From the "No On The Amendment" blog:
The Senate voted in favor of the amendment along party lines. But in a major victory for us, two senators -- Sens. Hansen and Breske-- had time to think about how far this amendment goes and switched their vote.
Yes, it is a disappointing loss, but today's vote leaves me incredibly optimistic.
It proves that we can change the hearts and minds of Wisconsin senators, and with a year in front of us, we have time to share our stories and to change the hearts and minds of Wisconsin voters.
This quote is a great reminder of the best foil to social conservative religious legislation: making the issue personal. When gay marriage is looked at in purely ideological terms, it tends to be very easy for religious conservatives to hide behind their misinterpreted dogma and fool themselves into believing that making gays second class citizens is morally defensible. However, once a personal face is put on the issue, once it involves real people's lives and families, reason is unstifled and the religious ideology loses its traction. That's what needs to happen in Wisconsin over the next 11 months.
There is no moral defense for institutionalizing bigotry against homosexuals in the Wisconsin constitution, and a ban on gay marriage is nothing more than that. It's a clear violation of the separation of church and state as well, as there is no socially relevant reason to ban gay marriage, either. In fact, giving homosexual couples the same rights and privileges for marriage is a positive good for society. It reaffirms our commitment to civil rights and also helps build more stable family structures. Sadly, today's religious conservatives essentially have a "slash and burn" strategy towards legislating their religious dogma; they would rather see people's lives and families destroyed than question their own religious convictions. Such intractability is anathema to a democratic society.
Further, I would argue that civil unions are not much better from a civil rights perspective. Yes, they grant the same statutory rights, but they do so under the auspice of segregation. As our history has shown, "separate but equal" is an ideology doomed to catastrophic failure. It didn't work on race issues and there is no significant difference between race and sexuality that will cause such a strategy to work now. However, I am willing to concede that at least civil unions are better than nothing at all. Unfortunately, the Wisconsin Amendment seeks to eliminate both. State Republican Senator Scott L. Fitzgerald, the primary author of this abomination, has been very clear in the media that the amendment was written to insure the courts could not institute anything even "substantially resembling gay marriage." Of course, such vague language assures that this issue is going straight to the state Supreme Court (and probably higher), but then expecting rational thought from a Republican willing to pen such an amendment is pointless.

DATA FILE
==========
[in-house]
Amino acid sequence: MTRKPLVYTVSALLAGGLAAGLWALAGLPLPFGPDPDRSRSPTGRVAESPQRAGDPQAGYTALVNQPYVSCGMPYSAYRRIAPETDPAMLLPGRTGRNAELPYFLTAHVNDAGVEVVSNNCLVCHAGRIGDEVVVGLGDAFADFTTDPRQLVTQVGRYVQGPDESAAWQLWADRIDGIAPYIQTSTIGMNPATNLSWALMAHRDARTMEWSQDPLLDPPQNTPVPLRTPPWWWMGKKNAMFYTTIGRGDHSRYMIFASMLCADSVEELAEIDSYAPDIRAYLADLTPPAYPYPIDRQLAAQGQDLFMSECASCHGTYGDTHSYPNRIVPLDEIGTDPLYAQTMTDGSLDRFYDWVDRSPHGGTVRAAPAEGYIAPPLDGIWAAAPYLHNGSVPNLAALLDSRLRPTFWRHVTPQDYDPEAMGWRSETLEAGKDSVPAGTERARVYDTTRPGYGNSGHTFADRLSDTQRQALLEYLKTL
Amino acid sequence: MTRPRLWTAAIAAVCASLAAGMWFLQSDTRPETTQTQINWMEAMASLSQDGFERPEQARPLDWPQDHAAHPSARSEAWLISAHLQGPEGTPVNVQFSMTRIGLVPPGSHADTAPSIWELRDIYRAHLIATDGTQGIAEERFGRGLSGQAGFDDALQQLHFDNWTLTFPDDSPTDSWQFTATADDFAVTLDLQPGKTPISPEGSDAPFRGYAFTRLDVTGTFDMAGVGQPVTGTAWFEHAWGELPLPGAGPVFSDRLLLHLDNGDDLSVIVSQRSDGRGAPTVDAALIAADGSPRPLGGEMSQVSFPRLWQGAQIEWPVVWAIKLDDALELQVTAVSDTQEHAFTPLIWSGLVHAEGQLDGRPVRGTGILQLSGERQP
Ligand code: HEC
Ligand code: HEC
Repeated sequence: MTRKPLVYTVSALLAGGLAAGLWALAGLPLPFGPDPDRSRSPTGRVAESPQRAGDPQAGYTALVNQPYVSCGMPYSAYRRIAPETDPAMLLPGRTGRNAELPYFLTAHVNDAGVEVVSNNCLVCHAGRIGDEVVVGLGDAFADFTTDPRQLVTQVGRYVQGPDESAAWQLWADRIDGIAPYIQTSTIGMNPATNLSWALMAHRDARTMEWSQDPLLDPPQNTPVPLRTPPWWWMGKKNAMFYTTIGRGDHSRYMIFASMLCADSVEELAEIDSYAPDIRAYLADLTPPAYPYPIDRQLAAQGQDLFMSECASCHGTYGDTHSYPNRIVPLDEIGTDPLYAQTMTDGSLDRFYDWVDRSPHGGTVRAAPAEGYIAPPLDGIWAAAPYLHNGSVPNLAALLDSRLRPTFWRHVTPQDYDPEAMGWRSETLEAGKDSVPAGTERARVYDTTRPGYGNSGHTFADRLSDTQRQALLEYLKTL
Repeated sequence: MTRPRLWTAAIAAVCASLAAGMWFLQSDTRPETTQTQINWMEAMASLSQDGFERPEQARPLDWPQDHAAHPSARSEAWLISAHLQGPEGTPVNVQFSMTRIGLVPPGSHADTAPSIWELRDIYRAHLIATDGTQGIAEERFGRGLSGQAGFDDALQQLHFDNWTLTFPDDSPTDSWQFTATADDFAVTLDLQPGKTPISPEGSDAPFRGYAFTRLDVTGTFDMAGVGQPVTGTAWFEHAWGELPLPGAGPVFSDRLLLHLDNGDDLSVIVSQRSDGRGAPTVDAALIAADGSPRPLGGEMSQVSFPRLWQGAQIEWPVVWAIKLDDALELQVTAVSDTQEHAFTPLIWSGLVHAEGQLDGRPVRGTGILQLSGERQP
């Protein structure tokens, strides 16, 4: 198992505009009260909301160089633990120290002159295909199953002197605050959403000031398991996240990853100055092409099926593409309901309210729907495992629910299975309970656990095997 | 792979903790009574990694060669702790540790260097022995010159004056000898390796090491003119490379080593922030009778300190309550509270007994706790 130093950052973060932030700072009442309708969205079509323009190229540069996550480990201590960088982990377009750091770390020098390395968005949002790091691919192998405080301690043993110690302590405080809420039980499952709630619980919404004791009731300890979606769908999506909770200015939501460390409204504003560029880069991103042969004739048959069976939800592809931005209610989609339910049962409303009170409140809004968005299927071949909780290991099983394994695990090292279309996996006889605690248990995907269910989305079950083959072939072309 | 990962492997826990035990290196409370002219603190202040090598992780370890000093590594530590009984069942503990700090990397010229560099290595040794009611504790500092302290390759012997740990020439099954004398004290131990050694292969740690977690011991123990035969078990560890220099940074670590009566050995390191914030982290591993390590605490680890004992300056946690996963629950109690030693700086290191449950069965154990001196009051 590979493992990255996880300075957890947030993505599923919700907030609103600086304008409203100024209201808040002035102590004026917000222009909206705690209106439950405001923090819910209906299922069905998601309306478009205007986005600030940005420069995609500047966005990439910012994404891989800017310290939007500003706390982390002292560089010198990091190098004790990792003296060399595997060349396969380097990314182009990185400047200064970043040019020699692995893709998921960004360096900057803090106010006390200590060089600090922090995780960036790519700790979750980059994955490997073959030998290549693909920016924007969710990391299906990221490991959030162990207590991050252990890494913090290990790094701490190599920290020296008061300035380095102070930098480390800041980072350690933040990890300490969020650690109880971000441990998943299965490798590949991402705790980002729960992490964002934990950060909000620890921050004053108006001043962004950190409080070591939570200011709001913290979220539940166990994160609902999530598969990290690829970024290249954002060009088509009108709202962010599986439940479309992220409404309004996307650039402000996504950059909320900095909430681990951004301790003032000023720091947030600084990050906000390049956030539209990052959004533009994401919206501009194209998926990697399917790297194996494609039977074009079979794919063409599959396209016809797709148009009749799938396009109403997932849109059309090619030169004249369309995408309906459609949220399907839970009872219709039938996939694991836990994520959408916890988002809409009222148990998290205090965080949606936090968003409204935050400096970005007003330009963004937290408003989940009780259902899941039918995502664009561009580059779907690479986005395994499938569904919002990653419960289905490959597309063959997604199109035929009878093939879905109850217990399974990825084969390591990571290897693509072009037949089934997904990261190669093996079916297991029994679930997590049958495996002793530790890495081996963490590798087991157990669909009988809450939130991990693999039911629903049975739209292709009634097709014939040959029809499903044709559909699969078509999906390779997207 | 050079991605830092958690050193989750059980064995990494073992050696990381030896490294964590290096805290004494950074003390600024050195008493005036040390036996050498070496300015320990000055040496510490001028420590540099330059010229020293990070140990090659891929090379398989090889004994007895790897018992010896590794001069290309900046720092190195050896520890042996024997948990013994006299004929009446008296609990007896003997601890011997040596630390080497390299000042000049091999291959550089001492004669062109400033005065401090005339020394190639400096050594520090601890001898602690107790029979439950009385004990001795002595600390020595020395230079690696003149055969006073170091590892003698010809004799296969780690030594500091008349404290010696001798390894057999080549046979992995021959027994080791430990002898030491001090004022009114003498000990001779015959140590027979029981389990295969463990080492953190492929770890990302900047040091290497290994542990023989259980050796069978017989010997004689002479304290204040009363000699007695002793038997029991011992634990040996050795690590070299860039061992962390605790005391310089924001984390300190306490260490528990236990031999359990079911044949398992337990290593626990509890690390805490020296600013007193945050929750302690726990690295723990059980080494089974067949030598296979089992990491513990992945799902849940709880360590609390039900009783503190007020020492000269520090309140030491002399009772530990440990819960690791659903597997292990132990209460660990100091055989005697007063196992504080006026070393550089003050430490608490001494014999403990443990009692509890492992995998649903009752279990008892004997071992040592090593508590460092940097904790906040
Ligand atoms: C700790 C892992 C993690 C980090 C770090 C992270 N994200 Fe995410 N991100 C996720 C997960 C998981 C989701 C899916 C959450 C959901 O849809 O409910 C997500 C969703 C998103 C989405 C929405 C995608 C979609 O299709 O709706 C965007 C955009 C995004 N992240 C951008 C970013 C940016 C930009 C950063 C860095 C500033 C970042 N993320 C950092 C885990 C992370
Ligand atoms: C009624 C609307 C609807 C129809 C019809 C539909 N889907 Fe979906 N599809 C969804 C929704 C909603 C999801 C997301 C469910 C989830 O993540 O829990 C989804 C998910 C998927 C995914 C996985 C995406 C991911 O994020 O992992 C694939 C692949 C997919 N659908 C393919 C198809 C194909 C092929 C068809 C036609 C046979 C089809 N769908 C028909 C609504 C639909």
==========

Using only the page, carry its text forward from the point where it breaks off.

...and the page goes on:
Even from a strictly statutorial stance, this amendment runs contrary to the entire purpose of having a state constitution. The Wisconsin constitution, which is modeled after the federal one, is supposed to define the function, design and responsibility of the state government, along with expressing some basic civil rights held by all residents. Given that the definition of marriage has changed dramatically just in the short time that the United States has existed, it's pure foolishness to try and insert such social policy into the government framework. The problem for the Republicans is that they know Democratic Governor Jim Doyle would veto the legislation if they used the legitimate legislative process. Thus, they have to make an attempt to subvert the state constitution for their religious agenda. Pathetic, and patently undemocratic.
This issue is a defining moment for the state of Wisconsin. We have the opportunity to be the first state in the Union to reject the Religious Right's contention that homosexuals be treated as second-class citizens. For a state with a proud tradition of progressive ideals and individualism, this is Wisconsin's chance to reaffirm those commitments to civil rights and equality.
One last point: I would like to offer my respect to the Libertarian Party of Wisconsin who, on November 28th, released a joint statement with Action Wisconsin condemning this amendment. I don't normally support the Libertarian philosophy, but it's certainly nice to see them on the side of social justice. Given the overwhelming opposition by the Green and Democratic parties, this leaves the Republicans with their cheese out in the breeze alone, as it should be (well, can't forget: the insignificant Constitution party, which is basically just the Republican theocrats that don't like Bush, supports this amendment as well).